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I take it back, I don't have time to play this game.

From where I'm sitting, the only person playing games is you. Granted, I would have phrased the question differently, but you're pretty steadfastly trying to weasel out of why you think we should accept your flat assertion that "the genetic code" is designed.

Since you seem to be using "the genetic code" in a way that doesn't map in any way to the proper scientific definition, you should probably state what you're studying that you find so convincing.

I'm fairly sure you don't mean DNA itself. You state "The complexity of DNA refers to its physical structure, its arrangement of parts." But since DNA is in fact not at all complex in its physical structure, and you keep alluding to other things, I think you're just stating your case badly.

I'm guessing that you mean the expression of DNA. And not just the first level expression, which is just a set of proteins, but the entire organism. DNA doesn't exactly encode an entire human being, but it does encode for proteins that eventually result in a human being. That's pretty fascinating stuff.

The problem with your argument - assuming I'm capturing what you mean, rather than what you've said - is that it's by no means sufficient to imply design. "I don't understand it" or "I can't conceive of it" isn't an argument. It's just an admission of personal failure of imagination.

What you're encountering is Emergent Behavior. "Emergent behavior" is the phenomenon where relatively simple interactions produce complex results.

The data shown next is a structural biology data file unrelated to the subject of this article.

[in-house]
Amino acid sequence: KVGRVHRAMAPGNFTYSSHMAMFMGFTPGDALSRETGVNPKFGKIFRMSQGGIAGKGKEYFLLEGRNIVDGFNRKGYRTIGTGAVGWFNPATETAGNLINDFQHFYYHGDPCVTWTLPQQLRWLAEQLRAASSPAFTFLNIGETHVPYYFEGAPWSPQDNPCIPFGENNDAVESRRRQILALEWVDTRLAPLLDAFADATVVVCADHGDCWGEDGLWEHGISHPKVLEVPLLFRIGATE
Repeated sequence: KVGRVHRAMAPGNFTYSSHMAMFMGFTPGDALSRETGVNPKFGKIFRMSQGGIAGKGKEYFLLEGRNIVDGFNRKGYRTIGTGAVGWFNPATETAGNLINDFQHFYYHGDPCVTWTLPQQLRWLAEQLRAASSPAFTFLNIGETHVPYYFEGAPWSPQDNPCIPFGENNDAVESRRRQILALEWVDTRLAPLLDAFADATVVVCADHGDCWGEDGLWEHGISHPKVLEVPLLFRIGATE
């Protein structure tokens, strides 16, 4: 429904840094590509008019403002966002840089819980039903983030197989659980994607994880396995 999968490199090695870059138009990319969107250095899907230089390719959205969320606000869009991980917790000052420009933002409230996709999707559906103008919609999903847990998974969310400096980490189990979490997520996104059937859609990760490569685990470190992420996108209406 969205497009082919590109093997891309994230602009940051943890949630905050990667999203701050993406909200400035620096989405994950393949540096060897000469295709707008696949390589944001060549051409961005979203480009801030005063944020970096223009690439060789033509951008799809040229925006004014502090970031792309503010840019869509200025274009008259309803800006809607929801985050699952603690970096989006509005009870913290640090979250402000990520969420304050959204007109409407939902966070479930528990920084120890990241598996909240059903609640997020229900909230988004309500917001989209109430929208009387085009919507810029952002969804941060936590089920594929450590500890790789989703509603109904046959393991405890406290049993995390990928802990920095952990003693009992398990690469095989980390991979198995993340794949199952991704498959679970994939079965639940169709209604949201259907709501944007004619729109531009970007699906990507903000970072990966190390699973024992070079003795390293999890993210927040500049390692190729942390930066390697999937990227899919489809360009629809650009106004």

It's something you see over and over again in all sorts of different fields. One of the simpler examples is the 3 body problem, where it becomes extremely difficult to accurately predict the orbital motions of 3 bodies that are attracted to each other by gravity. The principles involved are very simple, but the resulting motions are terribly complex. To this day, we do no more than approximate it for all but the simplest cases.

Another common example is social insects, like ants. Ants have relatively few behaviors, but the behavior of the colony is very complex.

As a programmer, I've generated all sorts of systems where relatively simple rules have produced complicated, unexpected results. I've had AIs I've written execute tactics that I had not explicitly coded. I had simply set up a set of equations, and there were useful interactions in the equations I did not foresee.

The point being that the complexity of the results of DNA code groups is irrelevant. We have plenty of examples of things which are definitely not designed where simple effects give you complex results. When we look at DNA itself, it's actually very simple. As are the mechanisms whereby it changes.

Which is why, I believe, you're saying "it's complicated" and we're saying "it's simple."

- Gus
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